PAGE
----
Major Shakeup for the Internet?

Posted:
in General Discussion edited January 2014
http://www.theregister.co.uk/content/4/32561.html



Partial quote: "Microsoft may alter its dominant Internet Explorer Web browser following a ruling against it in a Chicago court earlier this month. That is according to the World Wide Web Consortium (W3C), an industry standards body, which said on its Web site that the Seattle giant had told the group that changes to the software may be in order. It was in mid August that Microsoft lost a civil case brought against it by Eolas Technologies and was ordered to pay the company $520.6 million for infringing on patents relating to Internet Explorer (IE)."



This could mean some fairly major changes to the internet.

Comments

  • Reply 1 of 8
    snoopysnoopy Posts: 1,901member
    As I understand it, not just IE infringes on these patents, but all browsers. The case was brought against MS since they are the biggest. If MS thought they could contest these patents, they would. Since MS is talking about making changes, I suspect the patents will hold. These patents appear to affect some fairly common things, like browser plug-ins, and major changes would need to be made to avoid using the patents.



    Edit Add: Maybe it is not a 'major' change, but the article says it affects a lot of web pages.
  • Reply 2 of 8
    amorphamorph Posts: 7,112member
    Specifically, Eolas patented a method for embedding plug-in content in web pages, and (successfully! ack!) sued MS for infringement.



    Now, think about every Mac browser that embeds QuickTime - not just for movies, but for PNGs, GIFs, JPEGs, even Flash content.



    Oddly, what it might end up doing is driving everyone toward XML-based web applications. The web might end up rolling back to about 1996, content-wise (although the markup will be a lot prettier) and pushing more sophisticated uses to dedicated applications (as is already happening with e.g., iTMS, RSS feeds, etc.).



    Even more interestingly, the more the web becomes services fed to specialized applications rather than laid-out pages with embedded content, the friendlier it becomes to handheld devices.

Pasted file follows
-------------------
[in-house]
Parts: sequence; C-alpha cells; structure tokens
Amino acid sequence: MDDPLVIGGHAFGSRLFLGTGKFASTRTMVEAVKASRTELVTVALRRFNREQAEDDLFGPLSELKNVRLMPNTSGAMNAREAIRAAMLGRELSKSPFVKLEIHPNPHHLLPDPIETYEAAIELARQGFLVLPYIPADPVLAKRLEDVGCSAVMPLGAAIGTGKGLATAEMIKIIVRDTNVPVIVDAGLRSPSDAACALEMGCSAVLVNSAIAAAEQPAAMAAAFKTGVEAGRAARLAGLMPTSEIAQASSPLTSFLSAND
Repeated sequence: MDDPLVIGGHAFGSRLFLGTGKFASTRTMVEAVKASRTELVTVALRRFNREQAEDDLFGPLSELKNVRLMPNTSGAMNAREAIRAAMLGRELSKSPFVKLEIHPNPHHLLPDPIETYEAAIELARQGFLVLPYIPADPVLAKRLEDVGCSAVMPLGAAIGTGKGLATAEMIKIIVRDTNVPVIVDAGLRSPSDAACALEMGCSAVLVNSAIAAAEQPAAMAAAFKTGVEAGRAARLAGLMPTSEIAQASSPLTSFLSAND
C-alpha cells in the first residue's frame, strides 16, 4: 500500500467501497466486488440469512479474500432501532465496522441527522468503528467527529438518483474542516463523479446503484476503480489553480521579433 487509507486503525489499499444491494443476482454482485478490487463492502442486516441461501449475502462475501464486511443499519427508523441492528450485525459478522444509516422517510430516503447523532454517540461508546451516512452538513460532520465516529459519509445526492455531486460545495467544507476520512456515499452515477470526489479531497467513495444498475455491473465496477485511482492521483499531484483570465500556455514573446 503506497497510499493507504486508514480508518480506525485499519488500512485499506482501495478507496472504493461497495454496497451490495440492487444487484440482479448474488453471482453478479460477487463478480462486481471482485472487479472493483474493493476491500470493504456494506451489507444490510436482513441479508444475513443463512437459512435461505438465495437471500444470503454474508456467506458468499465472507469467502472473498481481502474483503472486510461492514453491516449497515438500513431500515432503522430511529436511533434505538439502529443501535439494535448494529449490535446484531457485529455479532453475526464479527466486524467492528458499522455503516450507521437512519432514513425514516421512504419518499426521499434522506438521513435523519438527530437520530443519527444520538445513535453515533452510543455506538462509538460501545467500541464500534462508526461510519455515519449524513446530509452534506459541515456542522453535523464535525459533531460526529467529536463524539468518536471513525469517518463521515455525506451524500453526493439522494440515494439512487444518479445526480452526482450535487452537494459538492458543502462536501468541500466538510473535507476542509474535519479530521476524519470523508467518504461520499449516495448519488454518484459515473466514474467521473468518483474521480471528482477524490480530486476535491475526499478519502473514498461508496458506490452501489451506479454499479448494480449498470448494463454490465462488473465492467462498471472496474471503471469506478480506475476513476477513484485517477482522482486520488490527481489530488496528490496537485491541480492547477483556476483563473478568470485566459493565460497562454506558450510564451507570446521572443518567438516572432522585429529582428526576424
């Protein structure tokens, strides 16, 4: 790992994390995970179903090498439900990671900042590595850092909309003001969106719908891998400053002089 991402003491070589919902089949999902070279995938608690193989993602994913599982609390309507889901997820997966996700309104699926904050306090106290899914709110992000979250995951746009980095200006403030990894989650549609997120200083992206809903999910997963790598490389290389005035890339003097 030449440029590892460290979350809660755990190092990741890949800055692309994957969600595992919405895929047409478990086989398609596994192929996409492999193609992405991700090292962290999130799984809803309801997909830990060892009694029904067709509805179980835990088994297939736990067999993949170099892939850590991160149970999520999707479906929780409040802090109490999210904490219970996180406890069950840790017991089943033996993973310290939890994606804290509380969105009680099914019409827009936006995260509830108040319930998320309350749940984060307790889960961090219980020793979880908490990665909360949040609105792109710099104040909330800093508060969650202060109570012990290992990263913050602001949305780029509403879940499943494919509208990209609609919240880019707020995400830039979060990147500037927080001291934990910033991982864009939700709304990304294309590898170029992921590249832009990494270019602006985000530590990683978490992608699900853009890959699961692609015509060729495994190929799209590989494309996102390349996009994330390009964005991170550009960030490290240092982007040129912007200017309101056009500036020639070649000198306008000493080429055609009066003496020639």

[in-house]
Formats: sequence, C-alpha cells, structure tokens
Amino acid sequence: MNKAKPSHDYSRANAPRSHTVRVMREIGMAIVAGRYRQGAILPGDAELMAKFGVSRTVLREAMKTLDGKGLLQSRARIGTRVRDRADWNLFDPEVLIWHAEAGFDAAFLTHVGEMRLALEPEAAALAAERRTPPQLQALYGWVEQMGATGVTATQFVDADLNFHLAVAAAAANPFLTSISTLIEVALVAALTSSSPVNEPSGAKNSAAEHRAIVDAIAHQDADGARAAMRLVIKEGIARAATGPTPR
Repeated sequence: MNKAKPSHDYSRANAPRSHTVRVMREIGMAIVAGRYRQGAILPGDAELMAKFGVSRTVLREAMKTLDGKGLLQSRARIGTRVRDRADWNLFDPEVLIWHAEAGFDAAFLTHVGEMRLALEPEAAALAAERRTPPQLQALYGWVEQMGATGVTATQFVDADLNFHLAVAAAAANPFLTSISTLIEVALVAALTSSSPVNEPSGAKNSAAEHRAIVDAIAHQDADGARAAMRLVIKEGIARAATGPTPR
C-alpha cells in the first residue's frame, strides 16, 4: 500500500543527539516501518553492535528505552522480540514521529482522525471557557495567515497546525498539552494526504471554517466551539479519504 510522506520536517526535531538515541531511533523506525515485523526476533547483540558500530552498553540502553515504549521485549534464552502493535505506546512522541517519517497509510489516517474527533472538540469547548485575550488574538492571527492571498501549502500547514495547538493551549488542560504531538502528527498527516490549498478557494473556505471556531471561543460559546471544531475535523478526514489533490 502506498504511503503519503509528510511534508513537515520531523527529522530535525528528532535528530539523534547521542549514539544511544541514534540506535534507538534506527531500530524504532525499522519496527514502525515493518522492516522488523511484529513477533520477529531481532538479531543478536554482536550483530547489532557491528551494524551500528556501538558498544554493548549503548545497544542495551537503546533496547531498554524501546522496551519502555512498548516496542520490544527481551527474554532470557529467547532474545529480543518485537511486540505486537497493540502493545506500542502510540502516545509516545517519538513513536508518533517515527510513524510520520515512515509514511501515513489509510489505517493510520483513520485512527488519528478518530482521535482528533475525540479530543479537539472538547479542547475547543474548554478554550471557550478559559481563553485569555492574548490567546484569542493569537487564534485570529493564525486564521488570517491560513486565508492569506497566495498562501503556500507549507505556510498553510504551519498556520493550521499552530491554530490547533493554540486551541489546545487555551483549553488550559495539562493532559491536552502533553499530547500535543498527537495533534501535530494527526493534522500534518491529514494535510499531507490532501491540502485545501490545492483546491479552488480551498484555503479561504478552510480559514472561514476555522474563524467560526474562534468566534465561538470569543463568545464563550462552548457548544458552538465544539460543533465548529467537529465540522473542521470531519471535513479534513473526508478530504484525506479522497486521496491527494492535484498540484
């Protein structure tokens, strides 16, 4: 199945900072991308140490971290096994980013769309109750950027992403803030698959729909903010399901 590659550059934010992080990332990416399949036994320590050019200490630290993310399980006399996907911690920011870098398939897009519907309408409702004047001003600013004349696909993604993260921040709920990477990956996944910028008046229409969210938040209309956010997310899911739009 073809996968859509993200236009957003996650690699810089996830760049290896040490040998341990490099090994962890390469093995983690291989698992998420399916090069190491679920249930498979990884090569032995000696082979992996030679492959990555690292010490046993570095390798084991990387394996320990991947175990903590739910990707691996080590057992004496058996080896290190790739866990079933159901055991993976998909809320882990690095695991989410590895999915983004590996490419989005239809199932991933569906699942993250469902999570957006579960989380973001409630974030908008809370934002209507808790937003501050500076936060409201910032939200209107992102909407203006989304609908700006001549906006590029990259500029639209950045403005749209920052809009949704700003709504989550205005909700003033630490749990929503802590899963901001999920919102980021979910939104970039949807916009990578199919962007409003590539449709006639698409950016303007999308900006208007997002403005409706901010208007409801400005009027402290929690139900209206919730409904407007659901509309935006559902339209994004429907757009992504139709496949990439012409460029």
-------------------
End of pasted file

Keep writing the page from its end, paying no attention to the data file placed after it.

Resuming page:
So it's quite possible that lemonade will be made from this ruling. But I still can't muster any respect for Eolas.
  • Reply 3 of 8
    snoopysnoopy Posts: 1,901member
    Quote:

    Originally posted by Amorph





    . . . Even more interestingly, the more the web becomes services fed to specialized applications rather than laid-out pages with embedded content, the friendlier it becomes to handheld devices. . .







    Does this mean if someone wishes to view, say, a QuickTime movie trailer, they would need a QT Player of some kind on their computer, separate from the browser? I'm guessing this would work, but would be less convenient than it is today?
  • Reply 4 of 8
    ebbyebby Posts: 3,110member
    Um, am I totally missing something? That has been used for quicktime for years. All the little buttons that say you need download Quicktime 5/5 to view this on all Apple's trailers. Well, that installs QT and a plugin for your browser.



    I just woke up and can barely see the screen but I hope what I just typed made senesce.
  • Reply 5 of 8
    amorphamorph Posts: 7,112member
    Quote:

    Originally posted by snoopy

    Does this mean if someone wishes to view, say, a QuickTime movie trailer, they would need a QT Player of some kind on their computer, separate from the browser? I'm guessing this would work, but would be less convenient than it is today?



    Notice that Apple's been moving toward standards; so an older QT movie would require a separate QT player, but an MPEG-4 movie only requires an MPEG-4 player. These already exist for mobile devices, so all Apple would have to do (if they haven't done this already) is move the QT Trailers page to MPEG-4.



    For desktops, yes, it's not quite as convenient to have a separate player pop up. But unless this ruling is overturned on appeal, it will happen: Nobody wants to pay the fees for MPEG-4 and whatever toll Eolas wants to charge for reinventing SOM/OpenDoc.
  • Reply 6 of 8
    cubedudecubedude Posts: 1,556member
    Quote:

    Originally posted by snoopy

    Does this mean if someone wishes to view, say, a QuickTime movie trailer, they would need a QT Player of some kind on their computer, separate from the browser? I'm guessing this would work, but would be less convenient than it is today?



    Apple could just make links to QT movies launch QT. This is how Real and WMP work on the Mac.
  • Reply 7 of 8
    So whats going to happen to flash content?
Sign In or Register to comment.